The oilsands have accumulated vast volumes of toxic mining fluids (1.4 billion litres or more than 540,000 Olympic sized pools) in the world’s third largest watershed under the watch of a captive regulator and an industry-dominated oilsands monitoring program.
The abrupt decision by Teck Resources to withdraw its application for the Frontier bitumen mine project reveals a truth that politicians like Jason Kenney and other industry boosters continue to deny — that investing large sums of money in Canada’s oilsands no longer makes any financial sense.
From a climate and economic perspective, Canada clearly needs a different plan than expanding oil and gas. Such a plan means standing up to the oil industry’s unrelenting lobby and recognizing the oil sands, which already produce 2.91m barrels a day and climbing, are more than big enough.
“We doubled production and got $9.5 billion less in royalties,” said Hughes. “We are not getting anything for the resource, and its production is having a huge impact on our GHG [greenhouse gas] emissions.” “Obviously we have to ramp production down, and we have to ramp down personal oil consumption.”
The Alberta government has known for more than a decade that its oilsands policies were setting the stage for today’s price crisis. Which makes it hard to take the current government seriously when it tries to blame everyone from environmentalists to other provinces for what is a self-inflicted economic problem.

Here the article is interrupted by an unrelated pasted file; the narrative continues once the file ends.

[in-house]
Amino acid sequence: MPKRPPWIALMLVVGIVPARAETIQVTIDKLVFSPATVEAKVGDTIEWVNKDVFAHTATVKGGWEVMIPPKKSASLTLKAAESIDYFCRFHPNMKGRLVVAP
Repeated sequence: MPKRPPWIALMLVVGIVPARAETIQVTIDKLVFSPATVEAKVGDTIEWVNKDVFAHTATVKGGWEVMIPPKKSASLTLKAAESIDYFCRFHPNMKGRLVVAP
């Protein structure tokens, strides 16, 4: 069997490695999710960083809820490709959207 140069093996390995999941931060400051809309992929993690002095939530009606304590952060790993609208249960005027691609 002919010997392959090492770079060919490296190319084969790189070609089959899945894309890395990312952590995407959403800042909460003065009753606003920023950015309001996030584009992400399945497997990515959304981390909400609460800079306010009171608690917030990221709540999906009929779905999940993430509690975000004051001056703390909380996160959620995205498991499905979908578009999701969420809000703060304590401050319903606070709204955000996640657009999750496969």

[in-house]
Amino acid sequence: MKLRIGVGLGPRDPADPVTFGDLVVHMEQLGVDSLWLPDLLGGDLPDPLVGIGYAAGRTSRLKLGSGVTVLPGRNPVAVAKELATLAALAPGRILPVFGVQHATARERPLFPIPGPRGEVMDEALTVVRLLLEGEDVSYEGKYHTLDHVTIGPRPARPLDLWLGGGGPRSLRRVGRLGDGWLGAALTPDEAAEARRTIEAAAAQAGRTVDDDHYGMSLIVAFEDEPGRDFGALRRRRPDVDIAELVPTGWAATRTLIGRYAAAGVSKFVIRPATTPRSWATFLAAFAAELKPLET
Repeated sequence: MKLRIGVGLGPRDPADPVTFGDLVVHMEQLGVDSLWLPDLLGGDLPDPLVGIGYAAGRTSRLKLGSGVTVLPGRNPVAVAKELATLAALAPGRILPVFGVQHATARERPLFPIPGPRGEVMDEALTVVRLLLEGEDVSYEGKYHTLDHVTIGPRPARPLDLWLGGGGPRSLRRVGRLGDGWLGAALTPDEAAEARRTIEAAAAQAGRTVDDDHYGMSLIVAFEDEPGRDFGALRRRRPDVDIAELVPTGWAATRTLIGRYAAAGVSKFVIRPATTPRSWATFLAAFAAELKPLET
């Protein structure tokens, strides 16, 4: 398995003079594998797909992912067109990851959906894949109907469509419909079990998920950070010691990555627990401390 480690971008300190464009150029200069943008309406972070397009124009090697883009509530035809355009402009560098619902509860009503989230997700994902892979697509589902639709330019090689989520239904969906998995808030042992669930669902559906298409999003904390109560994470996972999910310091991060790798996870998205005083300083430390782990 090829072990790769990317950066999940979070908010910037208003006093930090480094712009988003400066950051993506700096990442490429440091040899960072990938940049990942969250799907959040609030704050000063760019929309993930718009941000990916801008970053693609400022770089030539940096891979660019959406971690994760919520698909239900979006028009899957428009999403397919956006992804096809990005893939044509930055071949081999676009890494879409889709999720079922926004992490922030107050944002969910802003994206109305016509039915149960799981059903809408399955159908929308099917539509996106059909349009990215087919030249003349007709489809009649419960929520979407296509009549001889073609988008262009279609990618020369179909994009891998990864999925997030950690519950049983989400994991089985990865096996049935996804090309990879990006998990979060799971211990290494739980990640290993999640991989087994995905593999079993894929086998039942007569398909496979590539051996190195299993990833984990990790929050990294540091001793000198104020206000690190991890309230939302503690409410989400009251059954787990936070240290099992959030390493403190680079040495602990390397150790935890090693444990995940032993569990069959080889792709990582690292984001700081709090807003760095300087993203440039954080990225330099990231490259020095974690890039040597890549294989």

The debate about the Federal Court of Appeal decision that killed the approval for the Trans Mountain $7.4-billion pipeline expansion speaks volumes about the oily state of Canadian politics.
For over 500 years native peoples in the Americas have fought for their homes against people from far away lands. Now, in Alberta, Canada, they are fighting against a gooey, black substance that sits underground: the oil sands.
Economists, an irrational tribe of short-sighted mathematicians, are now calling Canada’s declining economic fortunes "a perfect storm."
If the U.S. government fails to approve the Keystone XL pipeline soon or rejects it outright, the Canadians may challenge the delay or rejection under the provisions of NAFTA. This move opens up a politically attractive option not previously available to the Obama administration.
The Alberta energy regulator has suspended the fastest-growing source of bitumen production around Fort McMurray due to concerns about fracturing the region’s cap rock.
Nebraska landowners opposing the Keystone XL tar sands oil pipeline scored a major victory in court today—one that could significantly delay the $5 billion project by at least temporarily blocking its construction through the Cornhusker state.
There is an abandoned house in Alberta, Canada, where Alain Labrecque used to live.